Methodological and Technological issues in Technology Transfer

Other reports in this collection

10.2.7 Cost and Potential

The fossil fuel-producing industries are quite mature and their technologies are well developed. Biomass and small-scale renewables have potential in niche markets but generally cannot compete with fossil fuels on a direct cost basis. A serious obstacle is the lack of inclusion of external costs regarding social, environmental, and even indirect economic gains which can affect country trade balance involving hard currency for developing countries and CEITs (Moreira and Goldemberg, 1999).

Fossil fuel technology is readily available in most instances from commercial and governmental sources and can be, in most cases, readily licensed. For example, technology to catalytically remove wax from lubricating oil was developed by an oil company (Hydrocarbon Asia,1994). This technology replaced the costly and energy intensive solvent dewaxing process and reduced energy consumption and therefore CO2 emissions by about 85%. This technology is now used both in developed and developing countries. In some countries, to facilitate technology transfers, this technology is offered through a partnership with local institutions. This is one of many technologies that together can result in significant improvement in energy efficiency and greenhouse gas reductions.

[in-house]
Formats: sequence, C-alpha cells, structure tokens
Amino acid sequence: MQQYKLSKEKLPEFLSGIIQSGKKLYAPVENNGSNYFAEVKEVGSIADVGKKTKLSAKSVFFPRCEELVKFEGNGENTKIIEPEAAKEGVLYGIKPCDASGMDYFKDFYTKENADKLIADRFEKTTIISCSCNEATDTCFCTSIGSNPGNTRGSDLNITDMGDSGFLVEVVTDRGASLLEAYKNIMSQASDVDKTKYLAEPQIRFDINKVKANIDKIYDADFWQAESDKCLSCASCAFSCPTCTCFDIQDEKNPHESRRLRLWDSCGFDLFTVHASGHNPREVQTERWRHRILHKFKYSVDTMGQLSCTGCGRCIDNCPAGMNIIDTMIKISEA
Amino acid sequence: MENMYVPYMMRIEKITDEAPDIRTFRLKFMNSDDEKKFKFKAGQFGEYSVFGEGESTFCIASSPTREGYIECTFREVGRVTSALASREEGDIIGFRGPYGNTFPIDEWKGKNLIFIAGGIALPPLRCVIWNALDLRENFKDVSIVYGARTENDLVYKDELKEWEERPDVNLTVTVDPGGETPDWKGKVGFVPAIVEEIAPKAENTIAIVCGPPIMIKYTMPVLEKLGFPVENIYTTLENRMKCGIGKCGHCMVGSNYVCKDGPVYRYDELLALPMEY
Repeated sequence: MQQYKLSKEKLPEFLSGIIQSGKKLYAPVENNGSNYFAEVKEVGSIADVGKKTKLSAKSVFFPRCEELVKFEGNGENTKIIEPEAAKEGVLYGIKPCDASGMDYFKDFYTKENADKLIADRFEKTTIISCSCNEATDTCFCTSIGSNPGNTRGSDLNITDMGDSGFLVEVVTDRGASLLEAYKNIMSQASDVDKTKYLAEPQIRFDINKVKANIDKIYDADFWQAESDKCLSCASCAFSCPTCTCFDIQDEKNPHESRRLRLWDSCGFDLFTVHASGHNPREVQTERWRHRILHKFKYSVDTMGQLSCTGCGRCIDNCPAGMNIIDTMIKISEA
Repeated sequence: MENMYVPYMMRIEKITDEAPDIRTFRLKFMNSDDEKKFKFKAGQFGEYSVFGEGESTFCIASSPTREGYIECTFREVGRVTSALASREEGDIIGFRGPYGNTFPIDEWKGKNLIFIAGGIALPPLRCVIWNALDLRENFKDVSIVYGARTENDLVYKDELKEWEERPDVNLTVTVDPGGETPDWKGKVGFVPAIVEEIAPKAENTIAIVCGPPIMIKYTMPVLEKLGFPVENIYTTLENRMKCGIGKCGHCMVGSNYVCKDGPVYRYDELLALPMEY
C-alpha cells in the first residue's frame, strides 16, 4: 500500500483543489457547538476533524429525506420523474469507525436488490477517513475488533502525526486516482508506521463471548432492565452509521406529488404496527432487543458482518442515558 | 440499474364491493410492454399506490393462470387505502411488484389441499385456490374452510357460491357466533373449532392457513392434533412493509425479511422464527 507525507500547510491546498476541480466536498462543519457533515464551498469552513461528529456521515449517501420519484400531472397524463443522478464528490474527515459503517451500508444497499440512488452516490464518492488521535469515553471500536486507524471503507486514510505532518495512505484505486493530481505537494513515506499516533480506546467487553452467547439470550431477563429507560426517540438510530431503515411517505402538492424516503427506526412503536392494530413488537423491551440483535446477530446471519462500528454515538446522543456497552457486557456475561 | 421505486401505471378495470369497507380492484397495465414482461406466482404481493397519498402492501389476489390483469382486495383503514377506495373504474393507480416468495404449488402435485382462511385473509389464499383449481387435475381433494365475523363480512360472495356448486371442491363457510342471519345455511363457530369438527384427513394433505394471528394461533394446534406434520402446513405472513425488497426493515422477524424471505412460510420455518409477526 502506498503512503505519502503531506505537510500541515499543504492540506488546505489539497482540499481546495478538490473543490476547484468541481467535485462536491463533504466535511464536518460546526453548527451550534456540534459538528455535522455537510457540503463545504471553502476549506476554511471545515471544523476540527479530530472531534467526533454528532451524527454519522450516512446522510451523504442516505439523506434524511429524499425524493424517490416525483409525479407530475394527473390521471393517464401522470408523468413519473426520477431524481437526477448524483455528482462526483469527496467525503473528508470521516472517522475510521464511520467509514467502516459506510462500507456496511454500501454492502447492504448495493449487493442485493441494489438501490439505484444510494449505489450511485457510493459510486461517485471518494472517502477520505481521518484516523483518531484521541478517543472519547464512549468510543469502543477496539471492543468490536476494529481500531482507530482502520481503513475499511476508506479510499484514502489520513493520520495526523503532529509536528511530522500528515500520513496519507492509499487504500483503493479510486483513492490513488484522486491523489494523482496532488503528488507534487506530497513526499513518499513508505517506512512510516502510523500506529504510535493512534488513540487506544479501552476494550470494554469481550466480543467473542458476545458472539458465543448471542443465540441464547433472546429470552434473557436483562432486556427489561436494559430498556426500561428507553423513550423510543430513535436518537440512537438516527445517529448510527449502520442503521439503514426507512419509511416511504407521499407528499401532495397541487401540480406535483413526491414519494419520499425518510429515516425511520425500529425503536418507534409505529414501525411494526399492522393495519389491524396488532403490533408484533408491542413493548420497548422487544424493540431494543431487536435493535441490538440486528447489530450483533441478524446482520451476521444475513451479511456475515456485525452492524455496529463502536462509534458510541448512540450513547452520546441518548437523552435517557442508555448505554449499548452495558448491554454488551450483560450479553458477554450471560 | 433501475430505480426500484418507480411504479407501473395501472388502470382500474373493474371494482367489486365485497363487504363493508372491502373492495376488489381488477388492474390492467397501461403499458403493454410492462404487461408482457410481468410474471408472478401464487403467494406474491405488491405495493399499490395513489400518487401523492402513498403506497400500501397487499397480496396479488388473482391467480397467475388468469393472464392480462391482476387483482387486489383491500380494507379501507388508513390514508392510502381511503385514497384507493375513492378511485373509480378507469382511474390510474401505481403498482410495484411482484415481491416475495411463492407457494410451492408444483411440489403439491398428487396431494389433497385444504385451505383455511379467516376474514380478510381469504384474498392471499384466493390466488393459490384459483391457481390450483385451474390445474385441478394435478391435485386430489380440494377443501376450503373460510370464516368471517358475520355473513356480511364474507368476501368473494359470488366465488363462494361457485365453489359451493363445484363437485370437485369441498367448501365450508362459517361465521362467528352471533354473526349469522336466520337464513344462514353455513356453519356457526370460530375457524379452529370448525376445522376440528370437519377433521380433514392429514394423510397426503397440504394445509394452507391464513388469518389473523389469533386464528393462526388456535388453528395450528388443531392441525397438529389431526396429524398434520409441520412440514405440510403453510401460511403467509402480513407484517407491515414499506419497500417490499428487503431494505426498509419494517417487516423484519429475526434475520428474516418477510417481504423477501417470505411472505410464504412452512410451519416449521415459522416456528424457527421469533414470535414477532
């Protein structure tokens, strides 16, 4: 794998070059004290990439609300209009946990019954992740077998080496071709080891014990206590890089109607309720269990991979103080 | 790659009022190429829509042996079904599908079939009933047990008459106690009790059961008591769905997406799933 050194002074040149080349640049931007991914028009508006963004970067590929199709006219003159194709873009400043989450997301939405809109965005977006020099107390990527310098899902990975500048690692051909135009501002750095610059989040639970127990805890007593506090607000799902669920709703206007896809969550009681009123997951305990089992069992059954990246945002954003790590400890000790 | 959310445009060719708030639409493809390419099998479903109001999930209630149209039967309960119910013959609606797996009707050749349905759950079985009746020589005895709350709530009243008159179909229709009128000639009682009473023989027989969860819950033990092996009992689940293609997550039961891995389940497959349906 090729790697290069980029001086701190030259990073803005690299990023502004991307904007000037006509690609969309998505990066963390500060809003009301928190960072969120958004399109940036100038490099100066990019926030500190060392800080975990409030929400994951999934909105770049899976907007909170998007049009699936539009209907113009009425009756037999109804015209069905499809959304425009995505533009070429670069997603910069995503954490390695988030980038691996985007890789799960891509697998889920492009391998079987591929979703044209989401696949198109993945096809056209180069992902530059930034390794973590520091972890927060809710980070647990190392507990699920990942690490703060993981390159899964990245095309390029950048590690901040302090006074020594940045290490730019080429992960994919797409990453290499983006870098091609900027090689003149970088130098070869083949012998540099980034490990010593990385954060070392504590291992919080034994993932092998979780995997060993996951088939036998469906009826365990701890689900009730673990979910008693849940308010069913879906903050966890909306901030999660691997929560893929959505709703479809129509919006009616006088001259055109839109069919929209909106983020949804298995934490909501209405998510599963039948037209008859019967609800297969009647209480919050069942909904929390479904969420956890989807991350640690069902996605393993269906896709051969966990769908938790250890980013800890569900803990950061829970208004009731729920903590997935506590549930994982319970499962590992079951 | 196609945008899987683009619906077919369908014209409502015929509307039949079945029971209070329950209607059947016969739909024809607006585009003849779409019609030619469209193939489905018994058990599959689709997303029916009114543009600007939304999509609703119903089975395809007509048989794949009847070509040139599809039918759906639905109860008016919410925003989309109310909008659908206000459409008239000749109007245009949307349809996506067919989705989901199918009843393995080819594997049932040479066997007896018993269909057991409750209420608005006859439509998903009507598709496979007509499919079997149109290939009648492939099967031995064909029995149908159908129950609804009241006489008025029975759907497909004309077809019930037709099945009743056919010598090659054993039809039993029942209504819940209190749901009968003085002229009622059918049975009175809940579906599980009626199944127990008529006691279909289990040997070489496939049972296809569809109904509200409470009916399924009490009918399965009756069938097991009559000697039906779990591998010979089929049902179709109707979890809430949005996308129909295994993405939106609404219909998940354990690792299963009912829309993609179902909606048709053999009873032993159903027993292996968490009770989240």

Deployment of new technology, improvement of operating efficiencies, and other best practices to reduce GHG emissions are currently driven primarily by economic opportunity. However, developing countries are not always aware of the opportunities, and education and awareness programs should be encouraged. In the energy supply sector, economic, educational and institutional barriers, rather than technology availability, are more apt to be the cause for the failure to transfer technology.

Other reports in this collection